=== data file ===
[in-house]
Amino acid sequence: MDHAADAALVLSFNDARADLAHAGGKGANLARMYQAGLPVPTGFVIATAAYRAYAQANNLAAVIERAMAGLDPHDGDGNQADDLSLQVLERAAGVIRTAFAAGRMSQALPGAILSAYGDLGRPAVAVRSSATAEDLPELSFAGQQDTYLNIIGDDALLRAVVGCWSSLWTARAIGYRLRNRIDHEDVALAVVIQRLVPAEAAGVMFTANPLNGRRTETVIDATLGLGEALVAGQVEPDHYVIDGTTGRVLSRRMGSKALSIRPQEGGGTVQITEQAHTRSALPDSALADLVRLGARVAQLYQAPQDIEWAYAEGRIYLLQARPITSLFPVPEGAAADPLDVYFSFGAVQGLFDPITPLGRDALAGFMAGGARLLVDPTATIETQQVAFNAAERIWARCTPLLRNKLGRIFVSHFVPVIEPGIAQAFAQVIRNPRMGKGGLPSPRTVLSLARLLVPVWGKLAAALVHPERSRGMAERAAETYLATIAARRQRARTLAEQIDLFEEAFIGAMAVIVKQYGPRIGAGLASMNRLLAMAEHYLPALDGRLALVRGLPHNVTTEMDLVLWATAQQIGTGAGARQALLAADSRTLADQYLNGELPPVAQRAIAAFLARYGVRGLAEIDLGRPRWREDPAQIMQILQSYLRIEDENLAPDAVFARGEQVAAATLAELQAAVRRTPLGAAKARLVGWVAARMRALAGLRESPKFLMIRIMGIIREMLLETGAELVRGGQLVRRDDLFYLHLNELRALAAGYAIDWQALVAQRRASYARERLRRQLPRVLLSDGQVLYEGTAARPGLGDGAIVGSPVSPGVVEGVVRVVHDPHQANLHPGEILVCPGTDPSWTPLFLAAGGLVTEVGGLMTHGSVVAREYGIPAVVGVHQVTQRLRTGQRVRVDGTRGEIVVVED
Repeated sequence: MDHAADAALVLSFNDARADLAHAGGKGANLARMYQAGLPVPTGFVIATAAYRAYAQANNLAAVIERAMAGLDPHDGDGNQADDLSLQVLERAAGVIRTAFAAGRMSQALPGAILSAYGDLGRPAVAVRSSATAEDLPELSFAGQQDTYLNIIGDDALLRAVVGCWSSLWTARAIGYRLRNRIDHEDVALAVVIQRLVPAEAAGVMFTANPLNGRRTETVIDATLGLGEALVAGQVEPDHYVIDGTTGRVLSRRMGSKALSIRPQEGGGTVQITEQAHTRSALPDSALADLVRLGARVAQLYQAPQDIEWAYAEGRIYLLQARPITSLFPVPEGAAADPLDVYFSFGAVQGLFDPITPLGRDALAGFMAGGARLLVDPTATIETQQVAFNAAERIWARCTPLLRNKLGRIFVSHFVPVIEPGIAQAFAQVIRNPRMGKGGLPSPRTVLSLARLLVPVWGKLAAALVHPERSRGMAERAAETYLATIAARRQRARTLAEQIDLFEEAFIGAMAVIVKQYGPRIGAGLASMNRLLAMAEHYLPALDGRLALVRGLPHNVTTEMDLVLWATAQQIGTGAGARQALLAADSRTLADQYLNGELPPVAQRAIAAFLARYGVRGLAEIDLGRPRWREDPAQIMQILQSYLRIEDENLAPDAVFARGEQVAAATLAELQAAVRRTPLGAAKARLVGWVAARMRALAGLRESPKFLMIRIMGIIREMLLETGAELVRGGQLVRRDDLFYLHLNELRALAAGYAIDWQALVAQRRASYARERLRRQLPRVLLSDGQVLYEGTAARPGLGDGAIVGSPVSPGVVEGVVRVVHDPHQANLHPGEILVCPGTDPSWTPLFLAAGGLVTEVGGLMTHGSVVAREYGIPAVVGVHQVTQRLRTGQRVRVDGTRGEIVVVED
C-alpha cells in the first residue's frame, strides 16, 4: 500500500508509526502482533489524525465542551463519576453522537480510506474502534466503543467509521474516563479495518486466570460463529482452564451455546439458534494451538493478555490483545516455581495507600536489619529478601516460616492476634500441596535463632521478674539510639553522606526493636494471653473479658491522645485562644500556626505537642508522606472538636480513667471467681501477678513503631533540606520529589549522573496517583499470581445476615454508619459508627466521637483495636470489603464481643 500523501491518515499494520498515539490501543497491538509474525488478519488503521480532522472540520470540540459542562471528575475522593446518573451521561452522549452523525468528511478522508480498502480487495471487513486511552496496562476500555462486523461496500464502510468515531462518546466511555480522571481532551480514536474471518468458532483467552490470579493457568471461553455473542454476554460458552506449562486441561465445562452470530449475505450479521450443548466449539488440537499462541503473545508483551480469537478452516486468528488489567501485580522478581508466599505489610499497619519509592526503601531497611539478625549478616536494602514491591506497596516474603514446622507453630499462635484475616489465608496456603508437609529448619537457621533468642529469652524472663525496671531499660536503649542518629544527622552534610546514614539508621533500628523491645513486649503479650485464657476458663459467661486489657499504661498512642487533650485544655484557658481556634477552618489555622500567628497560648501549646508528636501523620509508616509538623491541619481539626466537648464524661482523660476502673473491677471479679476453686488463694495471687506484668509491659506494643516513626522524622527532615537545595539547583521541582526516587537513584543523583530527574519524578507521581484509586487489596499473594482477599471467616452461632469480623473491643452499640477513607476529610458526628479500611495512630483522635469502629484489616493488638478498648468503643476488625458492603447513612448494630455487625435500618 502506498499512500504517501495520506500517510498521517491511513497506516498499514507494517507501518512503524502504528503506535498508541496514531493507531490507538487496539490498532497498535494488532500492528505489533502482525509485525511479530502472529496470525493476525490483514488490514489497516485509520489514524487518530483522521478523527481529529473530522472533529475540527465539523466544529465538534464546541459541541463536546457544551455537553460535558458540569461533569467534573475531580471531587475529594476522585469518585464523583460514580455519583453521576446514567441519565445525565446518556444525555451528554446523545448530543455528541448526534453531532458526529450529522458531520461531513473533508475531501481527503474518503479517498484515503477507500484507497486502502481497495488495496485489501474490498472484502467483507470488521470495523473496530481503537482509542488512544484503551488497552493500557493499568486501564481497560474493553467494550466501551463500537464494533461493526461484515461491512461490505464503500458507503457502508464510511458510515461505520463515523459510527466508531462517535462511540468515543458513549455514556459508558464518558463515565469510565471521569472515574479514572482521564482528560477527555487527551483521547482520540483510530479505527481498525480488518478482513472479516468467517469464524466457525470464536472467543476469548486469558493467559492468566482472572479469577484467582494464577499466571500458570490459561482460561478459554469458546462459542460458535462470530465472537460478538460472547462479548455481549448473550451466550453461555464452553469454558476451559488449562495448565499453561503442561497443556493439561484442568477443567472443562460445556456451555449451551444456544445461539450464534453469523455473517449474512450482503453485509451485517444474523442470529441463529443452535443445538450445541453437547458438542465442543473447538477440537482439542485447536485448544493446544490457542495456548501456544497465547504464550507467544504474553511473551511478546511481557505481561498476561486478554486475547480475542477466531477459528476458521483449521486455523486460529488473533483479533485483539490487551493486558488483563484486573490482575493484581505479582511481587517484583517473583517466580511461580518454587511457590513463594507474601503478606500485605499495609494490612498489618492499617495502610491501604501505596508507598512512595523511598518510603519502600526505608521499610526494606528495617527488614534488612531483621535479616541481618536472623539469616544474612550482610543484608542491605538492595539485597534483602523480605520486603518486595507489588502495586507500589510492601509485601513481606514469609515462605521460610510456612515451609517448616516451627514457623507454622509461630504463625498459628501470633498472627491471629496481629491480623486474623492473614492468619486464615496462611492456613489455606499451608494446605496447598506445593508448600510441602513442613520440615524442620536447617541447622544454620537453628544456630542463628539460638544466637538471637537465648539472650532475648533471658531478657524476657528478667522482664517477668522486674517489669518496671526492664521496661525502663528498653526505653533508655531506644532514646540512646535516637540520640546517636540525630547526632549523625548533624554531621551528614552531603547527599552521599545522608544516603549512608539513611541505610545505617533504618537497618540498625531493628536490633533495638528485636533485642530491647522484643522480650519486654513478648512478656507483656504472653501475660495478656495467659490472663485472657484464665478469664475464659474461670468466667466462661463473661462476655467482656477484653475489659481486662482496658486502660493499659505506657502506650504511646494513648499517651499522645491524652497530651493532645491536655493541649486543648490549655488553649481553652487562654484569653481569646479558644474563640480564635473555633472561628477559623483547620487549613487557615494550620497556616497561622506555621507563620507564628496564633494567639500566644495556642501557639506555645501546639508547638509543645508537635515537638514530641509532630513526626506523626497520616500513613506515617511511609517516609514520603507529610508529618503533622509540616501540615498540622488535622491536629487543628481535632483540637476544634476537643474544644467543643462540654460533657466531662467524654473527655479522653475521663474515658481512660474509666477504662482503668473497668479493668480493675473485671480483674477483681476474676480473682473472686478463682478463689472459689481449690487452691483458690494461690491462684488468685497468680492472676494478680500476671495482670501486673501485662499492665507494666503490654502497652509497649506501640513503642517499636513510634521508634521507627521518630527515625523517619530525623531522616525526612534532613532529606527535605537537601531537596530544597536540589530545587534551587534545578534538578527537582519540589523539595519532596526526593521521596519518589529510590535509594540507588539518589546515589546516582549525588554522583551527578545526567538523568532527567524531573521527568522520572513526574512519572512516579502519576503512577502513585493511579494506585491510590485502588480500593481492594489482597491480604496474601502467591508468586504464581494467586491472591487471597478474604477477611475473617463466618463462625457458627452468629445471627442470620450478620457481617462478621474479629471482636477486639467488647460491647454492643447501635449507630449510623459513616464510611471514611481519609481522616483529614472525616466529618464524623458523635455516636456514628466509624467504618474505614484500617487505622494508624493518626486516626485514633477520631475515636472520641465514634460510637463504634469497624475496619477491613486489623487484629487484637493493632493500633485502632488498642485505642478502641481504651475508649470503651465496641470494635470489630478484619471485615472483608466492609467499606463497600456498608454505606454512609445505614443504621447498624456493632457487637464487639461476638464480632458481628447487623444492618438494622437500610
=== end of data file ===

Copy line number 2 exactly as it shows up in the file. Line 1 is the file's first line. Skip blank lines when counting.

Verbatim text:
Amino acid sequence: MDHAADAALVLSFNDARADLAHAGGKGANLARMYQAGLPVPTGFVIATAAYRAYAQANNLAAVIERAMAGLDPHDGDGNQADDLSLQVLERAAGVIRTAFAAGRMSQALPGAILSAYGDLGRPAVAVRSSATAEDLPELSFAGQQDTYLNIIGDDALLRAVVGCWSSLWTARAIGYRLRNRIDHEDVALAVVIQRLVPAEAAGVMFTANPLNGRRTETVIDATLGLGEALVAGQVEPDHYVIDGTTGRVLSRRMGSKALSIRPQEGGGTVQITEQAHTRSALPDSALADLVRLGARVAQLYQAPQDIEWAYAEGRIYLLQARPITSLFPVPEGAAADPLDVYFSFGAVQGLFDPITPLGRDALAGFMAGGARLLVDPTATIETQQVAFNAAERIWARCTPLLRNKLGRIFVSHFVPVIEPGIAQAFAQVIRNPRMGKGGLPSPRTVLSLARLLVPVWGKLAAALVHPERSRGMAERAAETYLATIAARRQRARTLAEQIDLFEEAFIGAMAVIVKQYGPRIGAGLASMNRLLAMAEHYLPALDGRLALVRGLPHNVTTEMDLVLWATAQQIGTGAGARQALLAADSRTLADQYLNGELPPVAQRAIAAFLARYGVRGLAEIDLGRPRWREDPAQIMQILQSYLRIEDENLAPDAVFARGEQVAAATLAELQAAVRRTPLGAAKARLVGWVAARMRALAGLRESPKFLMIRIMGIIREMLLETGAELVRGGQLVRRDDLFYLHLNELRALAAGYAIDWQALVAQRRASYARERLRRQLPRVLLSDGQVLYEGTAARPGLGDGAIVGSPVSPGVVEGVVRVVHDPHQANLHPGEILVCPGTDPSWTPLFLAAGGLVTEVGGLMTHGSVVAREYGIPAVVGVHQVTQRLRTGQRVRVDGTRGEIVVVED